"Happiness and Other Disorders: Short Stories (Penguin, Rs 299) by Ahmad Saidullah begins with a deliciously frank editor note pleading helplessness for the collection of stories that follow his introduction. He had discovered these stories in a gigantic black trunk, after his inquisitive wife fell into it. Chronically spineless — a medical disability as much as a marital one, the editor M. Samiullah, leaves off his research on “the hidden forms of the divine in Shamshuddin’s calligraphy” to reproduce these stories, some of which are “clearly untenable, if not impossible,” he confesses. The tales engage with the lives of characters in a north Indian small town ravaged by religious violence. Ahmad Saidullah is tantalizingly witty and presents the savagery of communal riots in all their searing rawness."— The Telegraph (Calcutta)
"This book offers portraits of characters and societies torn apart by violence and oppression."
— Deccan Herald
"Saidullah displays a complex range of narrative styles in this highly original debut collection"
— The Statesman
"A funny fictional editor discovers a box of manuscripts that reconstruct the lives of several characters from a small town in north India, torn apart by religious violence. The short stories that follow are the contents he was able to salvage before the box permanently closed. "Flight to Egypt", "Fifteen Sketches of Rumi" and "Happiness and Other Disorders" are a few of the stories that are beautifully crafted and keep you hooked throughout."— Femina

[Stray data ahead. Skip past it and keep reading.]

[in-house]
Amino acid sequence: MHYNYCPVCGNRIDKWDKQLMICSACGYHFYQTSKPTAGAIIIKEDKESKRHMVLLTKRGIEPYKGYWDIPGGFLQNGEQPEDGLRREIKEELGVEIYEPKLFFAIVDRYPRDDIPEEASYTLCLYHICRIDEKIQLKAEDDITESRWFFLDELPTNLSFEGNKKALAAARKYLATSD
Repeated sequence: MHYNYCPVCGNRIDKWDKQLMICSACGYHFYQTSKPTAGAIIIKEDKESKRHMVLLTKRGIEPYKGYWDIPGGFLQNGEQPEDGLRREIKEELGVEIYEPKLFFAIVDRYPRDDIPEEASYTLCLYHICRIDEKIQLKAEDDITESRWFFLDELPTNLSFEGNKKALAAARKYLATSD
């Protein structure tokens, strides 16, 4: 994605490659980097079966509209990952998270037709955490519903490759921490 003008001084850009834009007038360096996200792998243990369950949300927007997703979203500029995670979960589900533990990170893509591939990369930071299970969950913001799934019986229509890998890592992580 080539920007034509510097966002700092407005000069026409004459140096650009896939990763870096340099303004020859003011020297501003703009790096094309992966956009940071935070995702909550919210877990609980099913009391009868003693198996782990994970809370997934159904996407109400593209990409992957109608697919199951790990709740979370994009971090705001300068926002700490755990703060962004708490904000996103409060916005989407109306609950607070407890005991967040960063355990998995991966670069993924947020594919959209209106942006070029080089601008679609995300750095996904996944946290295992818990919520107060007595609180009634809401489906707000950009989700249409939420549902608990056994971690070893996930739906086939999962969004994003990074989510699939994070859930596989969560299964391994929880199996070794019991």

"Beautifully crafted and remarkably layered, Happiness and Other Disorders offers portraits of characters and societies Saidullah displays a complex range of narrative styles in this highly original debut collection. An unnamed man flees for Mumbai after assassinating a politician during a religious riot in western India in "Flight to Egypt". In "Fifteen Sketches of Rumi" , a young woman comes to terms with the possibility that something within her has been mutilated by her family members in response to her love affair. And "Happiness and Other Disorders" is a uniquely styled comic account of the editor's back problems."— The Financial Express
"Born in Ottawa, with a childhood spent in India, and now living in Canada, the author was named “a new Voice in Fiction” by New York’s L Magazine. With many an award winning short story in his repertoire, this book holds one of his finest collections of ten short stories. With a sensitivity that goes straight to the heart, his narrations emphathize with characters torn apart by violence and oppression. They are about a caste-cursed old man devoted to his “holy cow,” a simple man waylaid by mercenaries to commit a murder, with fatal consequences, a young girl with a split personality and more varying subjects. The last story also the title story of the book is a witty, six-paged paragraph essaying the editor’s back problem."— Twistntales